Image: Margaret French Cresson standing beside a bust of Nathalie Osborn. Photographed by Peter A. Juley & Son; Smithsonian American Art Museum, Photograph Archives.
Charles Marion Russell (1864-1926)
Charles Marion Russell, also known as C.M. Russell, created more than 2,000 paintings of cowboys, Indians, and landscapes set in the Western United States and in Alberta, Canada. Russell was also an accomplished sculptor and published author.
Image: Charles Russell working on the painting Whose Meat?, in his studio in 1914. Courtesy of C.M. Russell Museum, Great Falls, Montana, gift of Richard Flood II.
Paolo Soleri (1919-2013)
Paolo Soleri was an Italian architect and artistic designer. He established the educational Cosanti Foundation and Arcosanti. Soleri was a lecturer in the College of Architecture at Arizona State University and a National Design Award recipient in 2006.
Image: Paolo Soleri at work on finishing cast bells. © Cosanti Foundation.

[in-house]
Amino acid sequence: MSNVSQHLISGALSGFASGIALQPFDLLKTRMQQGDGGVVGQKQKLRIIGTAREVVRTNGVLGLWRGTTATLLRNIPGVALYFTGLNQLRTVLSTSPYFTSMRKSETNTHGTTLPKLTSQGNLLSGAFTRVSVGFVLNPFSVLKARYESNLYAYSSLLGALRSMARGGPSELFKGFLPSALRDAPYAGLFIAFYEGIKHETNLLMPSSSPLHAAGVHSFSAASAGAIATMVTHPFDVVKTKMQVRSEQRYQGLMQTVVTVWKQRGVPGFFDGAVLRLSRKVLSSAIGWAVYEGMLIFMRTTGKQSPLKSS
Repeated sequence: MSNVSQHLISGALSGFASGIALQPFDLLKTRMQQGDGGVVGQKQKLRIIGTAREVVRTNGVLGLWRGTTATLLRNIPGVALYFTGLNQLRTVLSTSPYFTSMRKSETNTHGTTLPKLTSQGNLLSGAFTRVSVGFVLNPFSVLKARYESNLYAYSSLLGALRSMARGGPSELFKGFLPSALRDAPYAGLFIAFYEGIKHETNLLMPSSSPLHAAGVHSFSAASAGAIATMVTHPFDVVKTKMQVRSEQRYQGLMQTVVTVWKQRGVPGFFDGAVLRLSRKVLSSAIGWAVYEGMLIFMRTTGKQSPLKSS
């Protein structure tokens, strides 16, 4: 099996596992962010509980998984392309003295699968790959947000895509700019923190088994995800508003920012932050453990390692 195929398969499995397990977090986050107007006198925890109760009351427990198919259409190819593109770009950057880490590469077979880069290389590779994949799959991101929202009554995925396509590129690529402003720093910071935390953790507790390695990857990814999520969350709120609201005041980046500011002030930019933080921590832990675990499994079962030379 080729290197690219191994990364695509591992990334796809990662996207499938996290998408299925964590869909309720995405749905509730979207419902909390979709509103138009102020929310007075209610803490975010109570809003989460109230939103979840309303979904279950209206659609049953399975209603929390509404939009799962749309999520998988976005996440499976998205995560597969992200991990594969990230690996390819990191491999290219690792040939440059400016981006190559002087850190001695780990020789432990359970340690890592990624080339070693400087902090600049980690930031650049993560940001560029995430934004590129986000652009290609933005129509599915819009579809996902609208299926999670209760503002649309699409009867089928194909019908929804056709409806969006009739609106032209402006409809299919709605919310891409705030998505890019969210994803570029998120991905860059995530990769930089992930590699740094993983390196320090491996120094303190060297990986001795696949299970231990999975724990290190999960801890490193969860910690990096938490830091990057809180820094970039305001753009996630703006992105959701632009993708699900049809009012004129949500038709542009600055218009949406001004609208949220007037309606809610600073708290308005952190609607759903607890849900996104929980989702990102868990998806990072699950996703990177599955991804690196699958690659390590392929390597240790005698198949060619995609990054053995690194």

Joseph Henry Sharp (1859-1953)
Joseph Henry Sharp was a painter and a founding member of the Taos Society of Artists, of which he was considered the “Spiritual Father.”
Image: Courtesy of Couse-Sharp Historic Site, Taos, NM.
Eanger Irving Couse (1866-1936)
Eanger Irving Couse was an additional founding member of the Taos Society of Artists and its first president. He is noted for paintings of Native Americans, New Mexico, and the American Southwest.
Image: Courtesy of Couse-Sharp Historic Site, Taos, NM.
Eero Saarinen (1910-1961)
Eero Saarinen was a Finnish-born architect and industrial designer noted for his neo-futuristic style. Saarinen is known for designing the Tulip Chair and many other important furniture pieces that would lead the way in modern design. He briefly taught at the Cranbrook School in Michigan and eventually designed parts of the campus alongside his father Eliel Saarinen and mother Loja.
Image: Eero Saarinen sitting in an example of the Womb Chair he designed. Courtesy of Manuscripts & Archives, Yale University Library.
Loja Saarinen (1879-1968)
Loja Saarinen was a Finnish-American textile artist and sculptor who founded the weaving department at the Cranbrook Academy of Art in Michigan. She additionally designed and produced the textiles for the Saarinen residence at Cranbrook.
Image: Loja Saarinen sets the table for guests, Saarinen House, 1935-1940. Courtesy of Cranbrook Archives.
Hvittrask, the Finnish home and studio designed and used by Eliel Saarinen (husband to Loja and father to Eero), is also open as a public museum.
David Ireland (1930-2009)